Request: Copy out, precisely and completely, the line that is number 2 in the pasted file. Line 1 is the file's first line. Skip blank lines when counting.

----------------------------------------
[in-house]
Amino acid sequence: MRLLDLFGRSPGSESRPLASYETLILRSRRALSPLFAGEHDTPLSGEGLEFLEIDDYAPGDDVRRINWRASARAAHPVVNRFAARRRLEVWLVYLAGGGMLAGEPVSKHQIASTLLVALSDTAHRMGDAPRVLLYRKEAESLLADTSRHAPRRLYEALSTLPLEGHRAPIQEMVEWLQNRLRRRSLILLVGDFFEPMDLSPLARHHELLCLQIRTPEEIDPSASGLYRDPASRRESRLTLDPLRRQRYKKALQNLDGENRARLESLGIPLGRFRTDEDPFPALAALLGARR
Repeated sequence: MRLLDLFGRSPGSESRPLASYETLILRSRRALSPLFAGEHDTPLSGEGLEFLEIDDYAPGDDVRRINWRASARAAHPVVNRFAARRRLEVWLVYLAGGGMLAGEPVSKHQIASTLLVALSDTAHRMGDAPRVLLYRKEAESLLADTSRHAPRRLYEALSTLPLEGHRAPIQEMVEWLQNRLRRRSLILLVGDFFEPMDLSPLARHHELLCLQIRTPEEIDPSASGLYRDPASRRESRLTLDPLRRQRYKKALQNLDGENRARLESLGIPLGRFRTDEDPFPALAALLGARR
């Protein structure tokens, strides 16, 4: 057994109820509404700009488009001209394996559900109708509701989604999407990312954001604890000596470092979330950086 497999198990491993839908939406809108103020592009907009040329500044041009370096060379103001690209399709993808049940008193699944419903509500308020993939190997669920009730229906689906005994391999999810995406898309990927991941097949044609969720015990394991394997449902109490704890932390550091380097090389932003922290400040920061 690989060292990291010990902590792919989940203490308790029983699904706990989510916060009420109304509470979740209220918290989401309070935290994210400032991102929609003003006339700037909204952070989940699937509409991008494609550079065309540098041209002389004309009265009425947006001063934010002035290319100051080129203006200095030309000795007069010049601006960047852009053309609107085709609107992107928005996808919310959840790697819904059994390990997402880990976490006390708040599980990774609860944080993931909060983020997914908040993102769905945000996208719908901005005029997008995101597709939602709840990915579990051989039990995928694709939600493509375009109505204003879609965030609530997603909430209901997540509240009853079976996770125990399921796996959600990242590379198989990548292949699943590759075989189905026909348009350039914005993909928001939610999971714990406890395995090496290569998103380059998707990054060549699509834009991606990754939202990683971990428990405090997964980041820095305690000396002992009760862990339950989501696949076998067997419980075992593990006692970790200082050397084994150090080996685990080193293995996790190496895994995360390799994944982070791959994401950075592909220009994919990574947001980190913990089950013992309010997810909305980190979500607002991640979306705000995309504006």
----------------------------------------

Amino acid sequence: MRLLDLFGRSPGSESRPLASYETLILRSRRALSPLFAGEHDTPLSGEGLEFLEIDDYAPGDDVRRINWRASARAAHPVVNRFAARRRLEVWLVYLAGGGMLAGEPVSKHQIASTLLVALSDTAHRMGDAPRVLLYRKEAESLLADTSRHAPRRLYEALSTLPLEGHRAPIQEMVEWLQNRLRRRSLILLVGDFFEPMDLSPLARHHELLCLQIRTPEEIDPSASGLYRDPASRRESRLTLDPLRRQRYKKALQNLDGENRARLESLGIPLGRFRTDEDPFPALAALLGARR